The Monitor has invited foreign correspondents in the United States to describe, in a series of occasional articles, how they cover the presidential election. This reporter is from Argentina. Argentine politicians visiting Washington frequently question me about the United States presidential campaign. Their curiosity is stimulated by the fact that next year we also elect a president in Argentina as well as congressmen, senators, and governors.
Our electoral system is in many ways similar to yours, now that Argentina has fully recovered its democratic traditions with an astounding vigor that is resisting the most serious economic crisis of our history. Yet there are striking differences.
In Argentina we also have primaries, and the candidates campaign everywhere. But we have nothing to compare to the long, drawn-out selection process that takes place in the US before the party conventions.
Argentine politicians are always asking about the nuts and bolts of political campaigning. Their observations, whether made seriously or in jest, always relate to the Argentine situation and are useful guideposts to the interests of Argentine readers and what needs to be explained back home.
Take, for example, Sen. Joseph Biden's withdrawal from the race after the revelation that, in a campaign ad, he had plagiarized a speech by British Labour Party leader Neil Kinnock: Argentine politicians were interested more in the power of such an event to ruin Senator Biden's chances rather than in the event itself.
Argentines are also interested in the financial aspects of political campaigning in the US - which from our perspective involve huge amounts of money. The activity of fund-raisers and the dependency of the candidates on their contributors are important topics.
The Gary Hart story, for instance, was followed closely when his candidacy collapsed amid revelations of his affair with Donna Rice and as a consequence his money dried up, leaving the candidate near bankruptcy.
In covering the US campaign, I must introduce Argentine readers to little-known or new personalities. In my first US campaign in 1984, Mr. Hart, Jesse Jackson, and Geraldine Ferraro were the most interesting personalities, as they represented elements of renewal who challenged established structures or customs.
I vividly recall my first meeting with Jesse Jackson, which took place in 1984, in a Baptist church in Washington, D.C. The brew of religious, racial, and political elements, together with his special style of oratory, was something completely new for me. I could neither understand it nor explain it without referring to the social background and history of this country.
In 1988 the Rev. Mr. Jackson occupies the limelight more than ever, and the workings of his campaign continue to illuminate little-known aspects of American society to the Argentine reader.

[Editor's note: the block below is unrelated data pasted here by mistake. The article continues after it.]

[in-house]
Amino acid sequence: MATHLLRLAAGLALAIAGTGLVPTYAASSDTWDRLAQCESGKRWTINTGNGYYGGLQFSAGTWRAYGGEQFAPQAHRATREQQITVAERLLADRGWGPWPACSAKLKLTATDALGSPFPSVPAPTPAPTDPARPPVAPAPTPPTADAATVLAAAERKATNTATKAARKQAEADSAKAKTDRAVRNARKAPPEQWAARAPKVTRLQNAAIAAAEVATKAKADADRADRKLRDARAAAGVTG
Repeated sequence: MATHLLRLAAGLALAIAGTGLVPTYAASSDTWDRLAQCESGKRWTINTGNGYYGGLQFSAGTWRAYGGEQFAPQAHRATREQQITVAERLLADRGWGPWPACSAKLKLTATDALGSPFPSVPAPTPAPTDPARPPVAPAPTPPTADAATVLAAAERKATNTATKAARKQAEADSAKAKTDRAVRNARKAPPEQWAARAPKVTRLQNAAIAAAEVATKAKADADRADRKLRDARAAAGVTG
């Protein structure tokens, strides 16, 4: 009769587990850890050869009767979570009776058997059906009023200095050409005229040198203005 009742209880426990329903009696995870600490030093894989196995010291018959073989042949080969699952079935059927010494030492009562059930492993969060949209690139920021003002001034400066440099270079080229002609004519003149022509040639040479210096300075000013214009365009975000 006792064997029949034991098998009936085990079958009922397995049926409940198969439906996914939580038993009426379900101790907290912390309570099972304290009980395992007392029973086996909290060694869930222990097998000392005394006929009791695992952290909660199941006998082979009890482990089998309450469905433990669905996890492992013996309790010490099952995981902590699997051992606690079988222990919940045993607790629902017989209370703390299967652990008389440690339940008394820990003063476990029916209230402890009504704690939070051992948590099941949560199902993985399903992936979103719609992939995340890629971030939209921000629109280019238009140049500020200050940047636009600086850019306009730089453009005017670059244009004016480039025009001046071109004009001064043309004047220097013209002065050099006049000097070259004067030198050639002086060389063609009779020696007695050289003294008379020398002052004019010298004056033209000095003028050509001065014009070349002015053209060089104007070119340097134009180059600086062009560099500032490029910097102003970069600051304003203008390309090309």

In Argentina we have nothing like the relation between religion and politics that exists in the United States. Therefore Pat Robertson's candidacy was another center of attention, and it required me to write about his television congregations and their political and economic strength.
Aside from the scandals that have lately engulfed some of the television evangelists, the phenomenon of televised prayers awakens the curiosity of my readers.
The personalities of the other candidates fit in better with the traditional mold of the political hopefuls in many countries, though there still are notable differences.
Argentines' interest in George Bush, Robert Dole, Michael Dukakis, Paul Simon, or Albert Gore Jr. has been centered almost exclusively in their messages and in the political forces they represent. In their cases I do not need to explain to my readers the political pull of religious groups or the rising self-awareness of great sectors of the black population.
As the conventions near and there is virtual certainty as to the presidential nominees of the two parties, the focus of Argentine interest turns naturally to how the victory of one candent has warmly backed Argentine democracy, and all signs indicate that it will continue to do so, no matter who is elected president in our two countries.
But with respect to the economy, the steps taken by a new administration could seriously affect Argentine interests. In general, it can be said that the announcement of new protectionist measures, or even hinting at them, is not good news in Argentina, where we are striving to increase exports in order to dig ourselves out of the debt crisis.
Nor would new subsidies for US agriculture be welcomed in Argentina, since American commodity exports compete with Argentine exports in the world market.
Of course, the US plays a large role in our major problem - the foreign debt. For the moment we can see no substantial differences in the attitudes of Republicans and Democrats with respect to this issue.
In any case the attitude of the US government has not been definitive nor clear in this matter, and it has helped only to stave off an impending crisis by providing bridge loans. As the unpayable debt grows and grows, it has become an ever expanding universe ready to collapse on us at any moment. Unfortunately, on this issue of vital importance to Argentina and the hemisphere, the US political campaign has been silent.
Julio Crespo is US correspondent for La Naci'on in Buenos Aires.